Some of those lamps date back to 1813, a time when the streetscape was very, very different. Lamps that get damaged are restored to their original state (nice to know that).

The oldest stretch is on Birdcage Walk - lamps have the mark of the reigning monarch, for instance King George V -
If you see ladders chained to a lamp post, those belong to the lamp lighters, or rather to British Gas.

See the video here.

22 November 2015

Pigment timeline

Developed by the Materials Research Project team at the Slade school of art, UCL, the pigment timeline is a visual historical timeline of natural and manufactured colour and a unique and innovative visual display of quantitative information. It is made from 180 pigments bound in gum Arabic, sequentially ordered chronologically as they emerged onto the artists’ palette from the Neolithic to the contemporary.

21 November 2015

Coffee at Edith's House

New(ish) cafe in Crouch End, uber-themed in a tongue-in-cheek way -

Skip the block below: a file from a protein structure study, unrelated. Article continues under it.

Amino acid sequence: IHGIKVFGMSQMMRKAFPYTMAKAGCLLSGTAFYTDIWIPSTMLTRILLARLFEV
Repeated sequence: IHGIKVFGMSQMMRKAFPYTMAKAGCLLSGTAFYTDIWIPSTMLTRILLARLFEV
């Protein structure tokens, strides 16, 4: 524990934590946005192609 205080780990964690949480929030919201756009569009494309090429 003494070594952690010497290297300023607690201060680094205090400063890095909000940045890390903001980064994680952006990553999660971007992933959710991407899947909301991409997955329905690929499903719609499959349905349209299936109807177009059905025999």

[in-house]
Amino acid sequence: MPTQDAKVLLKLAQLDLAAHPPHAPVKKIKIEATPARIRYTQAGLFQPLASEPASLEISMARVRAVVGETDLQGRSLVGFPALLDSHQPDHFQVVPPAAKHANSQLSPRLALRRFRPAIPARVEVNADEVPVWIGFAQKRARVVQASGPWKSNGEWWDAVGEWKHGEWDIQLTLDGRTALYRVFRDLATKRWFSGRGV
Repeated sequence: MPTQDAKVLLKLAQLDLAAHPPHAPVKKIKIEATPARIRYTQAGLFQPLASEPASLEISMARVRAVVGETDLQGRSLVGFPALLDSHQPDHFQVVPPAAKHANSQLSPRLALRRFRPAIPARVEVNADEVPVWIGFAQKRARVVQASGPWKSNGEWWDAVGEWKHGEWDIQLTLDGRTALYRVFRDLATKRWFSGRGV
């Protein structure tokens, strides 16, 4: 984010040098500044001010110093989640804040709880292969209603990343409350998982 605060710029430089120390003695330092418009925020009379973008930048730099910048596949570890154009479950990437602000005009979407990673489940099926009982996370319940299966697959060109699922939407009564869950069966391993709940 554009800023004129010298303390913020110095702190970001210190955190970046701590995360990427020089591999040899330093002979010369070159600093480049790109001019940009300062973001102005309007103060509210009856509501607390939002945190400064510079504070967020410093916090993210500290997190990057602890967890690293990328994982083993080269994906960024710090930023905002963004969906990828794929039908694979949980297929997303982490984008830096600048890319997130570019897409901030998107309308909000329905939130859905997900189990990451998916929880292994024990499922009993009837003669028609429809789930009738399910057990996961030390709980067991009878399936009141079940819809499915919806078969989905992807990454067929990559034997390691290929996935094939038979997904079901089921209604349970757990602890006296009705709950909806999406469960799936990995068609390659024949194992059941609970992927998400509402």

I simply couldn't sit among the wallpaper etc in the back room -

The owners' pooch, Roux, is far too well trained to gobble up crumbs -
There is an extensive scone menu!

20 November 2015

Talk and Draw at the National Gallery

A while back, I went to the "Talk and Draw" Friday lunchtime events quite often, and today (as part of a Production Procrastination project) I decided on the spur of the moment to go. It was in Room 45, and the painting was Rousseau's 1891 tiger in the storm, also known as Surprised! - a very child-likeable painting, being oggled by a group of adults for a change.

In the Talk part, Aliki told us about the painting in the context of the times in which it was painted - how Rousseau, a self-taught painter who got confident enough in 1880 to leave his lowly clerk job, moved among the independent artists. Picasso was a supporter of Rousseau's art.